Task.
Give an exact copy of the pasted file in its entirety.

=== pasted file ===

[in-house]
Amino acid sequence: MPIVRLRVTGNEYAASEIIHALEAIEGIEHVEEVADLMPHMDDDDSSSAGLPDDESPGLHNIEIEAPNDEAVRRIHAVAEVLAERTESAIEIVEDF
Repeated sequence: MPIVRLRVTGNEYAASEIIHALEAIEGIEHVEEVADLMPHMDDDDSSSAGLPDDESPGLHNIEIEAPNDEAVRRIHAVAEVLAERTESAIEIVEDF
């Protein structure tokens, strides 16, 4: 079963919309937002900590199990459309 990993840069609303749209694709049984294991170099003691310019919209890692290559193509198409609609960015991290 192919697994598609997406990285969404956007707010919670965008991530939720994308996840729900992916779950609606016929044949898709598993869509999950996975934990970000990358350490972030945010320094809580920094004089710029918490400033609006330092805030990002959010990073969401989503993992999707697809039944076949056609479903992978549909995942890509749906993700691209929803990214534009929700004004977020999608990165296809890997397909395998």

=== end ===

[in-house]
Amino acid sequence: MPIVRLRVTGNEYAASEIIHALEAIEGIEHVEEVADLMPHMDDDDSSSAGLPDDESPGLHNIEIEAPNDEAVRRIHAVAEVLAERTESAIEIVEDF
Repeated sequence: MPIVRLRVTGNEYAASEIIHALEAIEGIEHVEEVADLMPHMDDDDSSSAGLPDDESPGLHNIEIEAPNDEAVRRIHAVAEVLAERTESAIEIVEDF
């Protein structure tokens, strides 16, 4: 079963919309937002900590199990459309 990993840069609303749209694709049984294991170099003691310019919209890692290559193509198409609609960015991290 192919697994598609997406990285969404956007707010919670965008991530939720994308996840729900992916779950609606016929044949898709598993869509999950996975934990970000990358350490972030945010320094809580920094004089710029918490400033609006330092805030990002959010990073969401989503993992999707697809039944076949056609479903992978549909995942890509749906993700691209929803990214534009929700004004977020999608990165296809890997397909395998």